Cato may have imitated a process whereby hams are smoked over juniper and beech wood. The process was probably imported by the Roman gourmets from Germania. (economist.com) Phoenician ships spread the technology of salt making across the Atlantic, to Spain and as far north as England. India, China, Japan, and Africa developed their own salt industries. Hardly a region on earth or a civilisation could be found who did not produce salt. Salt was taxed, traded, used as currency and consumed on a global scale. (Bitterman, M, 2010: 17 – 25)
A Dutch legend says that the curing of herring was invented by Willem Beukelsz around the early 1300s. Whether this is entirely true or not, we know that the Cossack’s produced cured caviar. The Romans used a sauce called garum on their food. Garum was made among others with brine (salt solution). (Laszlo, P, 1998: 5, 7, 11)
The Danes are great traders and Copenhagen is a key center for trading Saltpeter.
The domestication of our food sources, the need for preservation and the technology to produce salt developed hand in hand as features of the spread of human culture and civilization.
What was the mechanism that made salt such an effective preservative? What exactly is salt and how did we unravel its composition? In order to understand the mechanism of salts’ preservative power, we must first know what salt is. Initially, only common salt was known and a handful of others, including niter. (Leicester, H. et al.; 1952: 75)
WHAT IS A SALT
Humans noticed that not all salts were the same. Simple observation through taste and visual evaluation made us aware of differences in salt from different locations and regions. Some salts seemed to have almost magical properties. It is our desire to understand these differences that directly lead to the establishment of the science of chemistry. Unraveling the character of salt is one of the greatest stories that exist.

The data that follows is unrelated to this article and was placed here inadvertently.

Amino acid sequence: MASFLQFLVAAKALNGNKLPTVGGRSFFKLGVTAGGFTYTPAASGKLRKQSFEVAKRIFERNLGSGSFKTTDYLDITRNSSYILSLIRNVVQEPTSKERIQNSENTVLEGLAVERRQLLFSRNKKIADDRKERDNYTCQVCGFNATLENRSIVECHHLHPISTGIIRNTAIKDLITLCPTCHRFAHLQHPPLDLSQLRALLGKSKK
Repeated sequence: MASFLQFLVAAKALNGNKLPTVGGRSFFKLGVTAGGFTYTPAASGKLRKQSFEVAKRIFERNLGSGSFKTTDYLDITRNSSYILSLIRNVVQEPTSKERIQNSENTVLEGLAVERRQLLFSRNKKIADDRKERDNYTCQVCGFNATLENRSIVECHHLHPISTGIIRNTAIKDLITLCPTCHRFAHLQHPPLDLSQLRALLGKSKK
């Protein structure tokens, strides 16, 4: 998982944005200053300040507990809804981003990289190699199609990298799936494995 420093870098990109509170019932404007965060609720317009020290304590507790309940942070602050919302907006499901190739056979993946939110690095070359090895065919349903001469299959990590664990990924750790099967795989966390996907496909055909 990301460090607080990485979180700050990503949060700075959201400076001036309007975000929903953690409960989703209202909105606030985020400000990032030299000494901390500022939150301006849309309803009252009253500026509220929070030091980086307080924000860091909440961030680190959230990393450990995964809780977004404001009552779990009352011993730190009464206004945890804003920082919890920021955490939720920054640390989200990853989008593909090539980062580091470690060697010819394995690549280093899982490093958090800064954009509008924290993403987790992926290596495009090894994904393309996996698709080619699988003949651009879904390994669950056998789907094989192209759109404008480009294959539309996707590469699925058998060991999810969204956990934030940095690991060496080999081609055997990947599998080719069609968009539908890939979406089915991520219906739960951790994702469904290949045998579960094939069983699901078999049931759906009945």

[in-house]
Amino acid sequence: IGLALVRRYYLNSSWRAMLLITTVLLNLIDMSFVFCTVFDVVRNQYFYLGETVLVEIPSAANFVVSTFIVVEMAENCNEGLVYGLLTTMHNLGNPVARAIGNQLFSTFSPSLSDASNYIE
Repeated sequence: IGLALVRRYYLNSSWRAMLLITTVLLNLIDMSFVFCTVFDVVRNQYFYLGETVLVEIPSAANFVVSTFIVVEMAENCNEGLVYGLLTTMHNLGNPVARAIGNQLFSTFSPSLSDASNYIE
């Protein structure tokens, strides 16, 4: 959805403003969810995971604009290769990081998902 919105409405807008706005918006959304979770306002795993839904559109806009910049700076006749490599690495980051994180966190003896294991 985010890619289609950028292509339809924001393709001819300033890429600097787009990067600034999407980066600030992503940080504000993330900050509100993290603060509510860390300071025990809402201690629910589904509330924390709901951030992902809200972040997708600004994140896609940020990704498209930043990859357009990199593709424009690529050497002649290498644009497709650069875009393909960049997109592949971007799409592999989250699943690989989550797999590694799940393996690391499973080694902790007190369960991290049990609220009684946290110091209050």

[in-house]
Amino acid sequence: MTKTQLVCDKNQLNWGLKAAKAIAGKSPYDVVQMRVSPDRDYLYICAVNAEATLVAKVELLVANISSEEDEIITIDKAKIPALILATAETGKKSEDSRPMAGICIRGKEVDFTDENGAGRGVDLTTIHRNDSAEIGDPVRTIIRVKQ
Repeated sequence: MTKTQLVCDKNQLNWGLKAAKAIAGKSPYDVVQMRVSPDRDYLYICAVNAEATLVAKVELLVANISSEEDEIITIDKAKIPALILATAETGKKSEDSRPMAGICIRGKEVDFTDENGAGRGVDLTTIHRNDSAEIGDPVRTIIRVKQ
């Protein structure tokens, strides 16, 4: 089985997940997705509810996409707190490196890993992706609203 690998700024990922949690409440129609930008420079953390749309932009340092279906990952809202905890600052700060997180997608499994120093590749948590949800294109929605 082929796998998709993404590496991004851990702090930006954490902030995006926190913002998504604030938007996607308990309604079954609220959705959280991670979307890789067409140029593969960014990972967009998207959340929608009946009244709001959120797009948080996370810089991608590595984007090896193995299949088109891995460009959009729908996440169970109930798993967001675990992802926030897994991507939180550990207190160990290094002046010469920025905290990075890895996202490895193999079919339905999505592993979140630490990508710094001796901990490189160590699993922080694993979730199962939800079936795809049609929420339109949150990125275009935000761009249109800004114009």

Today we know that salt is formed when an acid and a base are combined through what is called a neutralisation reaction. The crystal or in many cases, polycrystal are ionic compounds, meaning that it is a rigid and regular arrangement of particles of opposing electric charge. The particles are “glued” together by strong ionic or less strong, electrostatic bonds.
This simple explanation did not come easily and unraveling the mystery of the composition of salt took many years and the dedicated work of some of the most brilliant and often, eccentric people who ever walked this earth in recent years. Simple observations of the reaction of different salts in combination with various compounds and understanding their characteristics such as taste was the first step. Soon, though, simple observations were not enough and a comprehensive system had to be built in order to take the analysis further. It took many years and the labour of many to develop a theoretical understanding of the nature of matter and the forces that hold it together and govern its reactions. Today we know this system as the scientific discipline of “chemistry.” In the process, often, understanding had to wait for the foundations of science itself to be developed before real progress became possible. In the end, incremental as it was and over many generations, insight developed to the point where we could claim the basic understanding of the nature, composition, and function of salts.